Most of the country was captivated on Tuesday night, June 3, by the apparent nomination for the first time of someone other than a European-American man as a major party presidential candidate. Here in Los Angeles, however, we had a very consequential and quite captivating election of our own taking place on the very same night.
Unfortunately, due to the profound structural flaws in the way America’s antiquated electoral system operates, it ended in a fizzle.
The race was for one of the five seats on the Los Angeles County Board of Supervisors. Since more than 10 million souls reside now in Los Angeles County, that means that each supervisor represents some two million constituents. That is more than twice as large as the size of the average congressional district in the United States.
The county supervisors, largely under the radar screen of the public in this age of extreme civic disengagement, grapple every day with crucial if unsexy issues. Like law enforcement. Prisons. Fair elections. Homelessness. Trying to build and expand a workable transit system — to ease, if only a bit, LA’s perpetually gridlocked traffic (but having little success in an era when so many American taxpayer dollars end up in the black budgets of the Pentagon or the deep pockets of defense contractors). And, perhaps most crucially, the LA County board of supervisors tries bravely to improve a woefully insufficient local public health system, in an effort to provide a modicum of care to the millions who cannot successfully navigate America’s hyper-profit health care obstacle course.
In addition, because of the overwhelming power of incumbency in American electoral politics today, Tuesday’s race was the first real contest for a single county supervisorial seat offered to Angelenos since 1992.
No less than nine candidates had filed to run. Nevertheless, most local pundits agreed that it was a two-man race, between State Senator and former LA City Councilman Mark Ridley-Thomas, and Los Angeles City Councilman and former LA police chief Bernard Parks.
Almost all of my politically savvy friends held strong opinions about the race. Many put in long volunteer hours of blood, tears, toil, and sweat on behalf of one or the other of the candidates. Several ponied up cash donations out of their finite financial reservoirs as well. My wife and I received two or three flyers in our mailbox, every single day, for the last 2 or 3 weeks before the election.
Mr. Ridley-Thomas even showed up knocking on my door on Election Day, two hours before the polls closed, working assiduously to get out every last vote … and caught me watering the garden. I had met him several times before, but never before wearing rainbow-colored flip-flops, Bermuda shorts, and a ridiculous floppy hat. Two million constituents - what are the chances?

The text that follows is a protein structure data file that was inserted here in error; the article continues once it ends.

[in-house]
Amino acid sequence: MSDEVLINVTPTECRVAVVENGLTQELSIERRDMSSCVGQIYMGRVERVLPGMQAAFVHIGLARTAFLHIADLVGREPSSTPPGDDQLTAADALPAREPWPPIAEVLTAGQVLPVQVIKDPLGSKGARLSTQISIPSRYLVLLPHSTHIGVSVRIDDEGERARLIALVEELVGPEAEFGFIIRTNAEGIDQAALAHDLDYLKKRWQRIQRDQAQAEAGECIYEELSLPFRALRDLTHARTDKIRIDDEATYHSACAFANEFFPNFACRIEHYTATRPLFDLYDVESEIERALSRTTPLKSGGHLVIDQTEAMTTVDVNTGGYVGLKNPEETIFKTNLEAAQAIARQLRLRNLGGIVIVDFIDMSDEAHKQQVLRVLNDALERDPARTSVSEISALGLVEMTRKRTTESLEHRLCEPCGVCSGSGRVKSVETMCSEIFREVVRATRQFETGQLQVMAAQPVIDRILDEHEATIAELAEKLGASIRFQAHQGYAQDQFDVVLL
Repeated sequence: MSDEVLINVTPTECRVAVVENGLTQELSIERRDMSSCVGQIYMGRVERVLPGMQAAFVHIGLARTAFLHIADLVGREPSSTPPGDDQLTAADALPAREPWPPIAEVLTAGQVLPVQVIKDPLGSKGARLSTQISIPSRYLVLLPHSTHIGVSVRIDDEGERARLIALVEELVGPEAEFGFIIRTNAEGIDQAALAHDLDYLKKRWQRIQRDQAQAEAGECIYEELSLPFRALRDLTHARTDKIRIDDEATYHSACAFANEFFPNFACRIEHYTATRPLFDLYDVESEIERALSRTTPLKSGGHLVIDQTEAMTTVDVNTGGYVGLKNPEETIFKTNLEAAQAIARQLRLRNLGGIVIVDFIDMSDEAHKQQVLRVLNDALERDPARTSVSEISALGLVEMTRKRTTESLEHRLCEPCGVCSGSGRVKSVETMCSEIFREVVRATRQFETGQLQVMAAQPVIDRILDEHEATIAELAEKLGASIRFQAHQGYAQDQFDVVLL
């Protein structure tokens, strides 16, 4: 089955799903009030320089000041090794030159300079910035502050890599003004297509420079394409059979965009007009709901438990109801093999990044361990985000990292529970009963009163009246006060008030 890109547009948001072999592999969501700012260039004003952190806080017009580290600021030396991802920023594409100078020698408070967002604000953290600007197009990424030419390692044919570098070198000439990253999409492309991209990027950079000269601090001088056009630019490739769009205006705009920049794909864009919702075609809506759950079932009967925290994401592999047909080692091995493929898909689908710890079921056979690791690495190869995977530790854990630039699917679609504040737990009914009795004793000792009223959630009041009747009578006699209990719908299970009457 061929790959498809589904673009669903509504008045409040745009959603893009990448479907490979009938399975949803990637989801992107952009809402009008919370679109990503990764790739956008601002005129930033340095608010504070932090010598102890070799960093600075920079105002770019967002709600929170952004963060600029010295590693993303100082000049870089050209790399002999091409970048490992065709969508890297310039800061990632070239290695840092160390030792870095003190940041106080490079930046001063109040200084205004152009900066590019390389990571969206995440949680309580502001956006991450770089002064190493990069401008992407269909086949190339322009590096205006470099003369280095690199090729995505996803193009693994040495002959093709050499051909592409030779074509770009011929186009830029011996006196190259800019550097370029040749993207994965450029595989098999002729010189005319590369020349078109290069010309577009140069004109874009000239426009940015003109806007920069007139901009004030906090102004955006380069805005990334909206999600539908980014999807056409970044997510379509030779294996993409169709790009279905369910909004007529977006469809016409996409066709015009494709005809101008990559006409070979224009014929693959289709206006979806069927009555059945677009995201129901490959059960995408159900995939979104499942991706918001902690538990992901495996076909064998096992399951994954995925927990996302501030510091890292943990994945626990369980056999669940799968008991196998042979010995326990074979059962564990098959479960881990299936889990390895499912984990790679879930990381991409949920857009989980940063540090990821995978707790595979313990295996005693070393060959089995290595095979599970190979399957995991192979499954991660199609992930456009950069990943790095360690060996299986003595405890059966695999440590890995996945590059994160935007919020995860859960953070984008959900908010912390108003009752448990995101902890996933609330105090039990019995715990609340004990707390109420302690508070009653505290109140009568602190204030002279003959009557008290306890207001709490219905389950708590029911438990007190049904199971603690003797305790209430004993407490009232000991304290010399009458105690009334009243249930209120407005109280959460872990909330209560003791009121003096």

At least I was able to tell him that I had already voted.
Several hours later, on election night, in very dramatic fashion, Senator Ridley-Thomas pulled out a solid, hard-fought, five-point victory over Councilman Parks, 45% to 40%.
He gets to run against Mr. Parks in November, all over again.
Because this was a non-partisan race, not a party primary — and the winner failed to secure more than 50% of the vote. Therefore, under LA County rules, the top two candidates have to face off again, in a runoff election this fall.
And the only people less enthused than all my politically active friends about going through the same thing all over again are probably Mr. Ridley-Thomas and Mr. Parks themselves.
The democracy fatigue that so many of us are experiencing this week in Los Angeles could have been remedied with one easy modification to the electoral system — instant runoff voting.
The seven lesser-known long shot candidates all undoubtedly possessed imaginative platforms and fine reasons for running. (I did that once myself — put forth a dazzlingly imaginative platform and ran for a rare open seat in the U.S. House of Representatives, along with no less than a dozen other long shots, against a sitting Los Angeles city councilman, a sitting state senator, and the former state senator who won the seat, Diane Watson.) The 15% of voters who chose one of the seven long shots in this race all presumably had fine reasons for doing so.
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